What is a Patient Information Leaflet and why is it useful?

The Patient Information Leaflet (PIL) is the leaflet included in the pack with a medicine. It is written for patients and gives information about taking or using a medicine. It is possible that the leaflet in your medicine pack may differ from this version because it may have been updated since your medicine was packaged.

Black triangle. This medicinal product is subject to additional monitoring. This will allow quick identification of new safety information.

Below is a text only representation of the Patient Information Leaflet. The original leaflet can be viewed using the link above.

The text only version may be available in large print, Braille or audio CD. For further information call emc accessibility on 0800 198 5000. The product code(s) for this leaflet is: EU/1/17/1250/002.


Rubraca 200 mg, 250 mg and 300 mg film-coated tablets

Package leaflet: Information for the patient

Rubraca 200 mg film-coated tablets

Rubraca 250 mg film-coated tablets

Rubraca 300 mg film-coated tablets

rucaparib

▼This medicine is subject to additional monitoring. This will allow quick identification of new safety information. You can help by reporting any side effects you may get. See the end of section 4 for how to report side effects.

Read all of this leaflet carefully before you start taking this medicine because it contains important information for you.

  • Keep this leaflet. You may need to read it again.
  • If you have any further questions, ask your doctor, pharmacist or nurse.
  • This medicine has been prescribed for you only. Do not pass it on to others. It may harm them, even if their signs of illness are the same as yours.
  • If you get any side effects, talk to your doctor, pharmacist or nurse. This includes any possible side effects not listed in this leaflet. See section 4.

What is in this leaflet

1. What Rubraca is and what it is used for
2. What you need to know before you take Rubraca
3. How to take Rubraca
4. Possible side effects
5. How to store Rubraca
6. Contents of the pack and other information

1. What Rubraca is and what it is used for

What Rubraca is and how it works

Rubraca contains the active substance rucaparib. Rubraca is an anti-cancer medicine, also known as a ‘PARP (poly adenosine diphosphate-ribose polymerase) inhibitor’.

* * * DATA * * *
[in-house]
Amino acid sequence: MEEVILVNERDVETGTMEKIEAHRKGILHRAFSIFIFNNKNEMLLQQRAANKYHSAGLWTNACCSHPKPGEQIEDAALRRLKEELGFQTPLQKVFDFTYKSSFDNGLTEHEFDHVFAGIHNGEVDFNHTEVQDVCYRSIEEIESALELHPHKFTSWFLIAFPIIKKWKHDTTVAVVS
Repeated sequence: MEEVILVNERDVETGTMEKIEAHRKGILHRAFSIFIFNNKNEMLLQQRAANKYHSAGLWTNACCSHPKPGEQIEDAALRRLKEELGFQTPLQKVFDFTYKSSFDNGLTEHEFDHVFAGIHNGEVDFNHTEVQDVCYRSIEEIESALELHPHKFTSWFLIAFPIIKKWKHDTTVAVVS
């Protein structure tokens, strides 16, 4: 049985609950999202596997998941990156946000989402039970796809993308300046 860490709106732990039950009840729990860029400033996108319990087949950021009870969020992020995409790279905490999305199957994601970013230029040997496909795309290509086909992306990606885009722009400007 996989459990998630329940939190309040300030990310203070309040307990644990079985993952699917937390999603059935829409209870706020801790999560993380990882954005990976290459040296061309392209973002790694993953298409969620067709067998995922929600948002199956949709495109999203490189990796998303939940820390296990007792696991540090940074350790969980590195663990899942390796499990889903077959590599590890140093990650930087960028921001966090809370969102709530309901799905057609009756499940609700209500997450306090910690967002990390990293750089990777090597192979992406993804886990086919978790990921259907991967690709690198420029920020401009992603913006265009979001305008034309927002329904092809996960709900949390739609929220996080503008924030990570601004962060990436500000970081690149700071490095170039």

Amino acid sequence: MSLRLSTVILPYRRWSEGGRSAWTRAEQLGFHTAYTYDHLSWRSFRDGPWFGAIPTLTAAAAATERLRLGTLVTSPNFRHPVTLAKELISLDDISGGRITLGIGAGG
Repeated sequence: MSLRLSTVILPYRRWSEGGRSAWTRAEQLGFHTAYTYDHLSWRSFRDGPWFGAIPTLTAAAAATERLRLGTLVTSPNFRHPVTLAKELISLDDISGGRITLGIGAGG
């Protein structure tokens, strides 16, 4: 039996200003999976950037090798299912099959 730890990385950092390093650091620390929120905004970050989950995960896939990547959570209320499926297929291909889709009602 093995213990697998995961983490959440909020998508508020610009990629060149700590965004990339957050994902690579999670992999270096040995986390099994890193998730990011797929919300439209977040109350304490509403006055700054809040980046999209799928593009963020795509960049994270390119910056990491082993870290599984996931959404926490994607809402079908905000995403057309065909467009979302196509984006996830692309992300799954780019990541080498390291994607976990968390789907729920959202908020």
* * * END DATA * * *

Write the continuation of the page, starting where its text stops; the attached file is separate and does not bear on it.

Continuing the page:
Patients with changes (mutations) in genes called BRCA are at risk of developing a number of types of cancer. Rubraca blocks an enzyme that repairs damaged DNA in the cancer cells, resulting in their death.

What Rubraca is used for

Rubraca is used to treat a type of cancer of the ovary. It is used after the cancer has responded to previous chemotherapy treatments.

Rubraca can be used as maintenance therapy immediately after a course of chemotherapy that has caused the tumour to shrink.

Rubraca can also be used if your cancer has progressed after chemotherapy has been used and you have an abnormality of the BRCA gene.

If you take Rubraca because your cancer has progressed you will need to have a clinical test to identify an abnormality in the BRCA gene.

2. What you need to know before you take Rubraca

Do not take Rubraca

  • if you are allergic to rucaparib or any of the other ingredients of this medicine (listed in section 6).
  • if you are breast-feeding

If you are not sure, talk to your doctor, pharmacist or nurse before taking Rubraca.

Warnings and precautions

Talk to your doctor, pharmacist or nurse before or during taking Rubraca.

Blood tests

Your doctor or nurse will perform blood tests to check your blood cell-counts:

  • before treatment with Rubraca
  • every month during treatment with Rubraca

This is because Rubraca can cause low blood counts of:

  • red blood-cells, white blood-cells, or platelets. See section 4 for more information. The signs and symptoms of low blood cell counts include fever, infection, bruising or bleeding.
  • a low blood-cell count may be a sign of a serious bone marrow problem - such as ‘myelodysplastic syndrome’ (MDS) or ‘acute myeloid leukaemia’ (AML). Your doctor may test your bone marrow to check for any problems.

Your doctor may also do weekly tests, if you have low blood cell counts for a long time. They may stop treatment with Rubraca until your blood cell counts improve.

Take care in direct sunlight

You may get sunburn more easily during treatment with Rubraca. This means you should:

  • keep out of direct sunlight and not use sunbeds while you are taking Rubraca
  • wear clothing that covers your head, arms and legs